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Stocks, Treasury yields rise

Stocks ended higher in a choppy session of trading as investors considered a wave of conflicting updates on U.S.-China trade negotiations and a mixed set of new domestic economic data.

The S&P 500 (^GSPC) reversed course and rose 0.36%, or 10.07 points, as of market close. The Dow (^DJI) rose 0.36%, or 91.87 points, while the Nasdaq (^IXIC) advanced 0.34%, or 25.79 points.

U.S. Treasury yields were mostly higher, with the 10-year yield up 1.7 basis points to 2.389% and the 3-month yield little changed at 2.437% as of Thursday afternoon. Treasurys have been in focus since the end of last week following an initial inversion of the 10-year and 3-month yields, with many investors viewing inversions between longer and shorter Treasury maturities as a recessionary harbinger.

Equities largely got a boost following a Reuters report that China looked willing to make concessions on trade deal sticking points including forced technology transfer. China has reportedly offered a proposal that would address these concerns ahead of meetings between U.S. Trade Representative Robert Lighthizer and Treasury Secretary Steven Mnuchin, who arrive in Beijing on Thursday.

However, some optimism surrounding the trade talks was dashed after White House economic advisor Larry Kudlow said in a speech in Washington, D.C., on Thursday that trade talks with China were “not time-dependent” and could last for “months.”

European equities were mostly lower as the UK Parliament remained in a deadlock over a Brexit deal, even after members of Parliament seized control of the Brexit process from prime minister Theresa May and put forth eight options to move forward. May offered to resign from office early if MPs ratify her twice-defeated Brexit deal as a newly extended April 12 Brexit deadline fast approaches.

The British pound fell to below $1.31 against the dollar (GBPUSD=X) on Thursday, while the euro held under $1.13 against the dollar (EURUSD=X).

Throughout the day, investors will also hear from four Federal Reserve speakers, who will deliver remarks further discussing central bankers’ views of the domestic economy. The speakers, whose policy leanings tilt neutral to dovish, are all voting members on this year Federal Open Market Committee.

Thursday’s lineup of Fed speakers include Randal Quarles, vice chair of supervision; Vice Chairman Richard Clarida; New York Fed President John Williams and St. Louis Fed President James Bullard.

The speakers’ remarks are largely expected to reinforce the Federal Reserve’s patient posturing and decision last week to hold benchmark interest rates at the current level of between 2.25% and 2.5% amid more tepid economic conditions and muted inflation risks.


Fourth-quarter gross domestic product in the U.S. was downwardly revised to 2.2%, from 2.6% in the previous fourth-quarter estimate, according to the Commerce Department’s latest release Thursday. Consensus estimates believed the Commerce Department would downwardly revise GDP to 2.3% in its third estimate, according to Bloomberg data. Downwardly revised consumer, state and local government and business spending contributed in part to the weaker reading. GDP had grown at an annualized pace of 3.4% in the third quarter and 4.2% in the fourth quarter of 2018. Full-year growth for 2018 now stands at 2.9%, down from 3.1% after the previous fourth-quarter print.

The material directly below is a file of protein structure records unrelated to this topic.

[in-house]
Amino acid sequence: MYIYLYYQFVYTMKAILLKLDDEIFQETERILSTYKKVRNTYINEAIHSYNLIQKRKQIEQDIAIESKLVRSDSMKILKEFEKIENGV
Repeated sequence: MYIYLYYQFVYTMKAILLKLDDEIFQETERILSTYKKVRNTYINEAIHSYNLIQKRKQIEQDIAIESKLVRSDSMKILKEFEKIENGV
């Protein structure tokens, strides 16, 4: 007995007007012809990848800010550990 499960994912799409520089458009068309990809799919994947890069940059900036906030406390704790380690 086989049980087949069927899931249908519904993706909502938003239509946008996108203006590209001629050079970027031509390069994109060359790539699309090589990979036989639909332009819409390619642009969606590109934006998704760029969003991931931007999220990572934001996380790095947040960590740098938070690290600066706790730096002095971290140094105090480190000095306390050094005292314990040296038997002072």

Initial jobless claims fell more-than-expected for the week ending March 24, the Department of Labor reported Thursday. New unemployment claims declined to a seasonally adjusted 211,000 for the week, from a downwardly revised 216,000 the week prior. This brought the latest 4-week moving average down by 3,250 to 217,250.

Continuing jobless claims also came in lighter-than-expected at 1.756 million for the week ending March 16. Consensus estimates were for a reading of 1.778 continuing unemployment claims for the week. Continuing claims for the week prior were downwardly revised to 1.743 million, from 1.750 million previously.


Facebook (FB) was sued by the U.S. Department of Housing and Urban Development on Thursday over alleged discriminatory advertising practices. The agency said in a statement it is charging Facebook with “encouraging, enabling, and causing housing discrimination through the company’s advertising platform” in violation of the Fair Housing Act. Facebook said in response that it was “surprised by the HUD’s decision,” as it has been working with them to address concerns and has “taken significant steps to prevent ad discrimination.” The HUD’s latest charge comes following an initial complaint filed last August.

Lululemon Athletica (LULU) beat Wall Street’s expectations in holiday quarter results reported after market close on Wednesday. The yoga apparel-maker delivered adjusted earnings of $1.85 per share, beating expectations of $1.74 per share, while revenue of $1.17 billion was $20 million ahead of consensus estimates. Lululemon also delivered strong full-year guidance and said it sees adjusted earnings of between $4.48 to $4.55 per share, above consensus expectations for $4.41. Lululemon’s board also announced it had authorized a $500 million share buyback program.

PG&E (PCG) is reportedly being targeted by a consortium of distressed debt firms seeking to lift the company out of bankruptcy, according to a Bloomberg report Wednesday citing unnamed people familiar with the matter. Pacific Investment Management, Elliott Management and Davidson Kempner Capital Management are holding meetings with California lawmakers and stakeholders about the proposal, which is said to be aimed at creating a $14 billion cash trust in order to help cover PG&E’s claims for wildfires in 2017 and 2018, Bloomberg reported.

Emily McCormick is a reporter for Yahoo Finance. Follow her on Twitter: @emily_mcck

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